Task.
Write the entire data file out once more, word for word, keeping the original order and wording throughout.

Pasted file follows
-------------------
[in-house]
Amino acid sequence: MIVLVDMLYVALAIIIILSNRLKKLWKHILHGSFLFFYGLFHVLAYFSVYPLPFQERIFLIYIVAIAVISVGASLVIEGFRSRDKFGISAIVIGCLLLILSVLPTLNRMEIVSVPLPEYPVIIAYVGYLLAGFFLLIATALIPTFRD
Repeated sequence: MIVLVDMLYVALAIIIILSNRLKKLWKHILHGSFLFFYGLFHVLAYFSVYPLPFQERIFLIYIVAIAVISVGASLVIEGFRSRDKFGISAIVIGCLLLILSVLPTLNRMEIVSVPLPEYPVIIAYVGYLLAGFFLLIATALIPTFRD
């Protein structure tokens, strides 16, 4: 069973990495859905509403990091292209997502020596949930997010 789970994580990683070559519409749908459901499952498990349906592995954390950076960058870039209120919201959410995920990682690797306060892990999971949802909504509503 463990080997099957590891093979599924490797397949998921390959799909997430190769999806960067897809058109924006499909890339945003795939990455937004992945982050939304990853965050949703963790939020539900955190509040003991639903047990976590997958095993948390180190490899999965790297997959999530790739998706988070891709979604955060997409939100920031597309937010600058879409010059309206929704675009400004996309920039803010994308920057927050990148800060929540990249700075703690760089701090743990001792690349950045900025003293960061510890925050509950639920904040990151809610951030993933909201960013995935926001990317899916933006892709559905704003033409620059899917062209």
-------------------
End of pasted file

[in-house]
Amino acid sequence: MIVLVDMLYVALAIIIILSNRLKKLWKHILHGSFLFFYGLFHVLAYFSVYPLPFQERIFLIYIVAIAVISVGASLVIEGFRSRDKFGISAIVIGCLLLILSVLPTLNRMEIVSVPLPEYPVIIAYVGYLLAGFFLLIATALIPTFRD
Repeated sequence: MIVLVDMLYVALAIIIILSNRLKKLWKHILHGSFLFFYGLFHVLAYFSVYPLPFQERIFLIYIVAIAVISVGASLVIEGFRSRDKFGISAIVIGCLLLILSVLPTLNRMEIVSVPLPEYPVIIAYVGYLLAGFFLLIATALIPTFRD
């Protein structure tokens, strides 16, 4: 069973990495859905509403990091292209997502020596949930997010 789970994580990683070559519409749908459901499952498990349906592995954390950076960058870039209120919201959410995920990682690797306060892990999971949802909504509503 463990080997099957590891093979599924490797397949998921390959799909997430190769999806960067897809058109924006499909890339945003795939990455937004992945982050939304990853965050949703963790939020539900955190509040003991639903047990976590997958095993948390180190490899999965790297997959999530790739998706988070891709979604955060997409939100920031597309937010600058879409010059309206929704675009400004996309920039803010994308920057927050990148800060929540990249700075703690760089701090743990001792690349950045900025003293960061510890925050509950639920904040990151809610951030993933909201960013995935926001990317899916933006892709559905704003033409620059899917062209």